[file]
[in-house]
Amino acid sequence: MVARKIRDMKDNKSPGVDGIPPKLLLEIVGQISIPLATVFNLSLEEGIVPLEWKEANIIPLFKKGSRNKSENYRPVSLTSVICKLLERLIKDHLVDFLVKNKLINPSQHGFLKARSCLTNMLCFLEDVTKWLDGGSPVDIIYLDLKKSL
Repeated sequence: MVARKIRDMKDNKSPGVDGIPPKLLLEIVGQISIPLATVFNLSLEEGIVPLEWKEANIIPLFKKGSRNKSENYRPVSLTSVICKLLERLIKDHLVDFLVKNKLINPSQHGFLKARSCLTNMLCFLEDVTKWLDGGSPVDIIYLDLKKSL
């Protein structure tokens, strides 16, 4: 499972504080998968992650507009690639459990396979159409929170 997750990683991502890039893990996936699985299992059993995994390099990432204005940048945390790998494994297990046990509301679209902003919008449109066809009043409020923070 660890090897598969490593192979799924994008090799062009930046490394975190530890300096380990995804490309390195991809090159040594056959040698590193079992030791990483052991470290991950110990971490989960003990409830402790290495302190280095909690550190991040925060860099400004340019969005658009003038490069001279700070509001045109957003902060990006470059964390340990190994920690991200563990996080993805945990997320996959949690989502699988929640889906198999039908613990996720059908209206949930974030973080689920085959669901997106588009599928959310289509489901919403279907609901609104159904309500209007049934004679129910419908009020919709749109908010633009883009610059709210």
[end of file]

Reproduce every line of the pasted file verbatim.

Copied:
[in-house]
Amino acid sequence: MVARKIRDMKDNKSPGVDGIPPKLLLEIVGQISIPLATVFNLSLEEGIVPLEWKEANIIPLFKKGSRNKSENYRPVSLTSVICKLLERLIKDHLVDFLVKNKLINPSQHGFLKARSCLTNMLCFLEDVTKWLDGGSPVDIIYLDLKKSL
Repeated sequence: MVARKIRDMKDNKSPGVDGIPPKLLLEIVGQISIPLATVFNLSLEEGIVPLEWKEANIIPLFKKGSRNKSENYRPVSLTSVICKLLERLIKDHLVDFLVKNKLINPSQHGFLKARSCLTNMLCFLEDVTKWLDGGSPVDIIYLDLKKSL
């Protein structure tokens, strides 16, 4: 499972504080998968992650507009690639459990396979159409929170 997750990683991502890039893990996936699985299992059993995994390099990432204005940048945390790998494994297990046990509301679209902003919008449109066809009043409020923070 660890090897598969490593192979799924994008090799062009930046490394975190530890300096380990995804490309390195991809090159040594056959040698590193079992030791990483052991470290991950110990971490989960003990409830402790290495302190280095909690550190991040925060860099400004340019969005658009003038490069001279700070509001045109957003902060990006470059964390340990190994920690991200563990996080993805945990997320996959949690989502699988929640889906198999039908613990996720059908209206949930974030973080689920085959669901997106588009599928959310289509489901919403279907609901609104159904309500209007049934004679129910419908009020919709749109908010633009883009610059709210």